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The Learning Curve

5 rules for how to read the news — the Big Think way

We can no longer approach the news as passive consumers.
A woman reading news with a cup of coffee.
Annelisa Leinbach / Big Think; Getty Images
Key Takeaways
  • Today’s news cycle often aims to heighten emotions and urgency to keep consumers engaged longer.
  • But that strategy combined with the firehose of content can make the news cycle stressful and emotionally draining.
  • Strategic thinking can help us approach the news with specific (and healthy) goals in mind.

The modern news cycle can be a nightmare. Between social media and 24-hour news networks, there is always some breaking disaster, a crisis out of control, or an epidemic coming for you — yes, you! It feels as though we’re living on the knife’s edge of an apocalypse, and even if we happen to avoid this one, another eagerly awaits.

It’s stressful, daunting, and emotionally draining, and if you’re like me, you should probably quit the whole affair before your sanity is leached away. Except you can’t, can you? Because, for all its flaws, the news is necessary.

It keeps you informed about what’s happening in the world, how leaders are using their power, and what other people are doing to change the status quo. Shared among enough citizens, that information can be used to hold those in power accountable and generate grassroots support for promising new ideas and projects. It’s for this reason that fair, accurate, and objective journalism is considered a cornerstone of a free and democratic society.

But can we have our news without it eating our mental health, too? Yes, but we can no longer approach it as passive consumers.

Strategic thinking 101

Political analyst Ian Bremmer defines strategic thinking as, essentially, meta-thinking — that is, thinking about your thinking. It’s the process of stepping back from your worldview and questioning it deliberately. You consider how you created your worldview — for example, the role your upbringing, education, community, and lived experiences had in shaping who you are. But you then have to take it a step further and ask what information would change that worldview, why you prioritize information as you do, and whether those priorities still make sense today.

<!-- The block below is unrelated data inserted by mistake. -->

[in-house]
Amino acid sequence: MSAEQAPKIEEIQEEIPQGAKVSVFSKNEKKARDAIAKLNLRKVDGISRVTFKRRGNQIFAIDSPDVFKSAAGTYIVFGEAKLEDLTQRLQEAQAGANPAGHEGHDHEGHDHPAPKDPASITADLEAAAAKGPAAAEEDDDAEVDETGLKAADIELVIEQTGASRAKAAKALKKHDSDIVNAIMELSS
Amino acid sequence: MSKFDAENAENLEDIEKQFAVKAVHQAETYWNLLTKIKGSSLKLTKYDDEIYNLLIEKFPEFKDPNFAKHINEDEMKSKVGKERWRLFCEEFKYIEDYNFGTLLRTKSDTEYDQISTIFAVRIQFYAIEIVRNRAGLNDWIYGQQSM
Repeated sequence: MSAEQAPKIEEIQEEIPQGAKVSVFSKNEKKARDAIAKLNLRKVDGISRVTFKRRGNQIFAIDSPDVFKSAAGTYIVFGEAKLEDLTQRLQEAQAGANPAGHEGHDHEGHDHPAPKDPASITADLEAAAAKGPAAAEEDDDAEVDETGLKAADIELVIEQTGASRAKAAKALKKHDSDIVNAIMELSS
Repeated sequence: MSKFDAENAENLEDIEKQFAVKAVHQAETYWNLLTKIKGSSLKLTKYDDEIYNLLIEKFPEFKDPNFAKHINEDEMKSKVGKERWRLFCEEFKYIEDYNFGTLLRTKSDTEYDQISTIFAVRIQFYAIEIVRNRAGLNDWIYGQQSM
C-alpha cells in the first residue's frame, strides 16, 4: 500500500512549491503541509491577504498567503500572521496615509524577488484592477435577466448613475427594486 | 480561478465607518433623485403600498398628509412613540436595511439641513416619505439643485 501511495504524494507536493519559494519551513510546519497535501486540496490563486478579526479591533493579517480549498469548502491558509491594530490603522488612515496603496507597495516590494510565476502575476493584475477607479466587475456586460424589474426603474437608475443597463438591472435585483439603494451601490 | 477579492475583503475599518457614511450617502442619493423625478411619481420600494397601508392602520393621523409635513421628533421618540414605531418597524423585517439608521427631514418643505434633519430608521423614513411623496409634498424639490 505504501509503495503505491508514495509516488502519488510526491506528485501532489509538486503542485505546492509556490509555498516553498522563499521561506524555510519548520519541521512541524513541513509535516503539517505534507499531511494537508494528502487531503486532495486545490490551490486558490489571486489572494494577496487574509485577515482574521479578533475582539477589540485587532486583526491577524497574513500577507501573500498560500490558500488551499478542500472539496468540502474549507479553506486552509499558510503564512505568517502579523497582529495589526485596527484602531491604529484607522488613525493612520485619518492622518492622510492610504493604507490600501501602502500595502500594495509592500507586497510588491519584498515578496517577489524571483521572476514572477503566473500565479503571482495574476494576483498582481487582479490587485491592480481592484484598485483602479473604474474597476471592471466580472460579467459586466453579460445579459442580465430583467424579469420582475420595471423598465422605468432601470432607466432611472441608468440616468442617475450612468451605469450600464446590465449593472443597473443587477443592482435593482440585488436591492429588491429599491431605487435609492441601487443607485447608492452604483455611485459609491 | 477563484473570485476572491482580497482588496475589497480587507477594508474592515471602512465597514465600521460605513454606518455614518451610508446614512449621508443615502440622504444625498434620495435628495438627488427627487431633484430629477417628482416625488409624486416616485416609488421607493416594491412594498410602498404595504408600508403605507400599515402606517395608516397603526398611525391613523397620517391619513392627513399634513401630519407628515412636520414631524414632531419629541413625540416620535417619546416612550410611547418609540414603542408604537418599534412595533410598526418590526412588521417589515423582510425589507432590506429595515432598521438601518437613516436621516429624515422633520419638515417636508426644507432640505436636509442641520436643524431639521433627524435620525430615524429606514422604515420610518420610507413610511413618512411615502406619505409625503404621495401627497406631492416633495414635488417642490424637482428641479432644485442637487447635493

As Bremmer pointed out in an interview, this requires both openness and curiosity. You may discover that you are wrong about things. You may grow uncertain about life’s certainties and consider worldviews that make you uncomfortable. And that’s okay. Each of those steps is an indispensable part of truth seeking.

What does this have to do with the news? Well, one reason news coverage can be so emotionally draining is that it isn’t simply a source of facts. The emotional qualities of the stories covered can lead us to miscalculate risk, fear the future unnecessarily, and increase stress

Part of that is simply because of the way our brains react to certain types of stories. We pay more attention to unpleasant events and give them a disproportionate amount of our mental bandwidth. News media companies are aware of this and manipulate that cognitive bias for clicks and ratings. In fact, a study published in PLOS One found that headlines geared toward negative emotions have increased 104% since 2000 for this reason.

Strategic thinking helps you engage with the news cycle without letting the media’s priorities pull at your emotions or worldview. “It is not responding to headlines. It’s not what CNN or Fox News wants to talk to me about on any given day. It is instead trying to think about where the world is heading,” Bremmer said.

Think before you news

Exercising strategic thinking allows you to assess what news you need rather than trying to cope with the daily glut. It also can help you determine the right amount of news content for you, so you can avoid doomscrolling your days away. Here are five tips to help you become a smarter news consumer.

#1. Ask strategic questions

Questions you can ask yourself to start thinking strategically about your news consumption include:

  • What information do I need from the news specifically? 
  • Given that, what types of stories should I prioritize and why? 
  • What is the best way to get that information (print, TV, social media, and so forth)?
  • When is the best time for me to engage and for how long?
  • Are there any news habits I need to update or stop given these priorities?